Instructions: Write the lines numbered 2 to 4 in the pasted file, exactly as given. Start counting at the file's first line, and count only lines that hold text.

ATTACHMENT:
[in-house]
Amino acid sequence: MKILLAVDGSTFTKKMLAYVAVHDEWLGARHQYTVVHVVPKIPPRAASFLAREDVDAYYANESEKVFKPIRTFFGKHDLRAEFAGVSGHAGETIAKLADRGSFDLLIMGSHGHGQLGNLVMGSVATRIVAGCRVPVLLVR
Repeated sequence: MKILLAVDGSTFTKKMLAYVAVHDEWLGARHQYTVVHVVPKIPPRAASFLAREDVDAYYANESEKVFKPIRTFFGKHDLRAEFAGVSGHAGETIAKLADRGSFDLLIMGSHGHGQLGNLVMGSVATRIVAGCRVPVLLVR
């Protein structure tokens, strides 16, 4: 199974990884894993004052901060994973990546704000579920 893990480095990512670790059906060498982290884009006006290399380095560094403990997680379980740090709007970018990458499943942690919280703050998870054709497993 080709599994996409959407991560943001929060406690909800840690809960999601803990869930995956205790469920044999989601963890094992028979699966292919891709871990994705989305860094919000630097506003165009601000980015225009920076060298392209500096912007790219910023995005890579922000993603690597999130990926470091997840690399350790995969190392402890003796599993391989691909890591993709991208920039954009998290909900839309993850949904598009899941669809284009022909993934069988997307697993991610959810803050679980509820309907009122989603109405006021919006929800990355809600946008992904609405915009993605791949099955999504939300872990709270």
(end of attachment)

Amino acid sequence: MKILLAVDGSTFTKKMLAYVAVHDEWLGARHQYTVVHVVPKIPPRAASFLAREDVDAYYANESEKVFKPIRTFFGKHDLRAEFAGVSGHAGETIAKLADRGSFDLLIMGSHGHGQLGNLVMGSVATRIVAGCRVPVLLVR
Repeated sequence: MKILLAVDGSTFTKKMLAYVAVHDEWLGARHQYTVVHVVPKIPPRAASFLAREDVDAYYANESEKVFKPIRTFFGKHDLRAEFAGVSGHAGETIAKLADRGSFDLLIMGSHGHGQLGNLVMGSVATRIVAGCRVPVLLVR
């Protein structure tokens, strides 16, 4: 199974990884894993004052901060994973990546704000579920 893990480095990512670790059906060498982290884009006006290399380095560094403990997680379980740090709007970018990458499943942690919280703050998870054709497993 080709599994996409959407991560943001929060406690909800840690809960999601803990869930995956205790469920044999989601963890094992028979699966292919891709871990994705989305860094919000630097506003165009601000980015225009920076060298392209500096912007790219910023995005890579922000993603690597999130990926470091997840690399350790995969190392402890003796599993391989691909890591993709991208920039954009998290909900839309993850949904598009899941669809284009022909993934069988997307697993991610959810803050679980509820309907009122989603109405006021919006929800990355809600946008992904609405915009993605791949099955999504939300872990709270």